Riel became an American citizen in 1883. The following year, he was teaching at a Jesuit mission in Montana. A delegation from the community of Métis from the south branch of the Saskatchewan River asked him to represent them and present their grievances to the Canadian government. He did so, but received no response. By March of 1885, Métis patience was exhausted and a provisional government was declared.

Riel was the political and spiritual leader of the North-West Rebellion, also known as the North-West Resistance. He was increasingly influenced by his belief that he was divinely chosen as leader of the Métis. On May 15th, Riel surrendered to Canadian forces, and was tried for treason, with a jury consisting entirely of English-speaking Protestants.

During his trial, Riel made two long, eloquent speeches. He rejected his lawyer's attempt to argue that he was not guilty by reason of insanity. The jury found him guilty but recommended mercy; nonetheless, Judge Hugh Richardson sentenced him to death. Fifty years later one of the jurors, Edwin Brooks, said that Riel was tried for treason but hanged for the murder of Thomas Scott.

On November 16, 1885, Louis Riel was hanged for treason. The prime minister, Sir John A. Macdonald, thwarted all attempts to obtain commutation of Riel's sentence to life imprisonment. He is famously quoted as saying "He shall hang though every dog in Quebec bark in his favour." Riel's execution caused lasting upset in Quebec.

Ironically, Riel was inadvertently responsible for the successful fulfilment of John A. Macdonald's National Dream, the building of the Canadian Pacific Railway. At the time when Riel's second rebellion occurred, the railway was deep financial trouble and headed for collapse. After the opening of hostilities, the CPR played a critical role in transporting troops to the area in only 9 days as opposed to the 3 month journey necessary for the Red River Rebellion. This feat garnered sufficient political support to supply sufficient funds to successfully complete the line.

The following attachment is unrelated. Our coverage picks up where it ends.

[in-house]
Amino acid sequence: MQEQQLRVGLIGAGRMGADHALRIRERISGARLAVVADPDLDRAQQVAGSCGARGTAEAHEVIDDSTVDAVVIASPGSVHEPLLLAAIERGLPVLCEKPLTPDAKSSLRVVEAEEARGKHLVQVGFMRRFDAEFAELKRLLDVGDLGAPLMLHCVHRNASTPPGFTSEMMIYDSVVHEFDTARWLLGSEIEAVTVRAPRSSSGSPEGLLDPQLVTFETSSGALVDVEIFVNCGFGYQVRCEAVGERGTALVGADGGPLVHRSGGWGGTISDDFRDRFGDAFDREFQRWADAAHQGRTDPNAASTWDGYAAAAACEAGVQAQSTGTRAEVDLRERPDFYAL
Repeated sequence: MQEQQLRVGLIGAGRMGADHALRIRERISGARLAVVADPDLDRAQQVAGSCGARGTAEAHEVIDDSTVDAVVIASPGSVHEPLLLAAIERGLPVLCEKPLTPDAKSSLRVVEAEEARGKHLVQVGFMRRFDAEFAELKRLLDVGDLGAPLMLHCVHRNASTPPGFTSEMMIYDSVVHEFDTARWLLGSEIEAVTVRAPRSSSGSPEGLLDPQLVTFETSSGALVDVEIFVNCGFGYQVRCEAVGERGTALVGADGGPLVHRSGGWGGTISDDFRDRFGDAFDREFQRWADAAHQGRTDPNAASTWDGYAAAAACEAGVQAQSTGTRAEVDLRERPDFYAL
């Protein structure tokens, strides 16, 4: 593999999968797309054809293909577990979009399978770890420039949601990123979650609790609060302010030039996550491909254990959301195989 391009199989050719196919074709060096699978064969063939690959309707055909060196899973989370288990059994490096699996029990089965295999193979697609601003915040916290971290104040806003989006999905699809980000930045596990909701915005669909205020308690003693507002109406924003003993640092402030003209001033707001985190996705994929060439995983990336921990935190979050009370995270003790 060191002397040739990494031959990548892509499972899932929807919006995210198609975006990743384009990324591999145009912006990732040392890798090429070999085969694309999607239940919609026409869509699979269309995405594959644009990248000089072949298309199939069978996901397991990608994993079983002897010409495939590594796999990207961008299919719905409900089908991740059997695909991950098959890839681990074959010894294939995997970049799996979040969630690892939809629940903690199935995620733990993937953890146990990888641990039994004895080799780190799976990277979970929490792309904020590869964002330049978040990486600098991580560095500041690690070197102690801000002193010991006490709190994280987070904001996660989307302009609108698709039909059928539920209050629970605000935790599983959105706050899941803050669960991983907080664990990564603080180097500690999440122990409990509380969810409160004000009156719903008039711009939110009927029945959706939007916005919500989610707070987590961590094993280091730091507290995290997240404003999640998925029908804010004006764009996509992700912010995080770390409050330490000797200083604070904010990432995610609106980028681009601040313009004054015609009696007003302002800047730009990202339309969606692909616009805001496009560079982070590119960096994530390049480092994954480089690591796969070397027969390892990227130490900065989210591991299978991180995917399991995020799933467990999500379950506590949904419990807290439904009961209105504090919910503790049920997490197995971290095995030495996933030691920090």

The non-Métis perception of Louis Riel as an insane traitor modified somewhat in the 20th century. Many now view Riel as a hero who stood up for his people in the face of a racist government. In the 1960s, the Quebec terrorist group, the Front de libération du Québec, adopted the Louis Riel name for one of its terrorist cells. A statue of Riel now stands on Parliament Hill. The student centre and campus pub at the University of Saskatchewan are named after Riel. As J. M. S. Careless has observed, it is possible that Riel was both a murderer and a hero. It is also possible that he was a man whose one foolish action drastically altered the history of his people. For example, shortly after the Red River Rebellion the Canadian government began a program which speculators and other non-Métis exploited to dispossess the Métis of their land; had Scott not been executed, the government might well have supervised the program more rigorously, given the good relations between Canada and the Métis until that time.

On October 22, 2002, CBC Newsworld and its French-language equivalent Réseau de l'information staged a condensed one-hour historical re-creation of a retrial of Riel, with Canadian viewers invited to vote guilty or not guilty over the Internet. The poll received 10,000 votes with 87% voting Not Guilty. The results of this straw poll have led to the suggestion that Riel be pardoned by the government. Raoul McKay and other Métis scholars have noted that Riel is a more important figure to non-Métis than to Métis (perhaps because he is the only Métis figure most non-Métis are aware of).